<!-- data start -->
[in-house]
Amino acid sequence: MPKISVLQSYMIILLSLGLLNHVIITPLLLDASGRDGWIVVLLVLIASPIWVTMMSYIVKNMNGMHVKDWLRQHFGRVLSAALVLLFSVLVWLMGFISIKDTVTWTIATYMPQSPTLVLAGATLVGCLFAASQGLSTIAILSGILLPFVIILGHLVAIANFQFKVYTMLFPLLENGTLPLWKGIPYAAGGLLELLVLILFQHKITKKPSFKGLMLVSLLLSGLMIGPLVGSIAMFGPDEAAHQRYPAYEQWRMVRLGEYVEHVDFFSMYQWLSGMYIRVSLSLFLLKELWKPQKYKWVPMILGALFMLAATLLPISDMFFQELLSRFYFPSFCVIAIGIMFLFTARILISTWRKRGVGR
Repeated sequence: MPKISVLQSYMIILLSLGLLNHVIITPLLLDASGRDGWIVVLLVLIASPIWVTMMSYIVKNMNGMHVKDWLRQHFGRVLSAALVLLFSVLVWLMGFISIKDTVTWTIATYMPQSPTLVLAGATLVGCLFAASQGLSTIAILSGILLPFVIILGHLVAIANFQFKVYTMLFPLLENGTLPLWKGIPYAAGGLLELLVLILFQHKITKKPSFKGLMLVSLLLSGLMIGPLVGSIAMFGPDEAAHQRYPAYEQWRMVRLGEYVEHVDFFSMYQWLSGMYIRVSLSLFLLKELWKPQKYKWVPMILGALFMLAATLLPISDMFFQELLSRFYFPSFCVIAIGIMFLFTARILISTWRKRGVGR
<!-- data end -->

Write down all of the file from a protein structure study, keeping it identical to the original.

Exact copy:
[in-house]
Amino acid sequence: MPKISVLQSYMIILLSLGLLNHVIITPLLLDASGRDGWIVVLLVLIASPIWVTMMSYIVKNMNGMHVKDWLRQHFGRVLSAALVLLFSVLVWLMGFISIKDTVTWTIATYMPQSPTLVLAGATLVGCLFAASQGLSTIAILSGILLPFVIILGHLVAIANFQFKVYTMLFPLLENGTLPLWKGIPYAAGGLLELLVLILFQHKITKKPSFKGLMLVSLLLSGLMIGPLVGSIAMFGPDEAAHQRYPAYEQWRMVRLGEYVEHVDFFSMYQWLSGMYIRVSLSLFLLKELWKPQKYKWVPMILGALFMLAATLLPISDMFFQELLSRFYFPSFCVIAIGIMFLFTARILISTWRKRGVGR
Repeated sequence: MPKISVLQSYMIILLSLGLLNHVIITPLLLDASGRDGWIVVLLVLIASPIWVTMMSYIVKNMNGMHVKDWLRQHFGRVLSAALVLLFSVLVWLMGFISIKDTVTWTIATYMPQSPTLVLAGATLVGCLFAASQGLSTIAILSGILLPFVIILGHLVAIANFQFKVYTMLFPLLENGTLPLWKGIPYAAGGLLELLVLILFQHKITKKPSFKGLMLVSLLLSGLMIGPLVGSIAMFGPDEAAHQRYPAYEQWRMVRLGEYVEHVDFFSMYQWLSGMYIRVSLSLFLLKELWKPQKYKWVPMILGALFMLAATLLPISDMFFQELLSRFYFPSFCVIAIGIMFLFTARILISTWRKRGVGR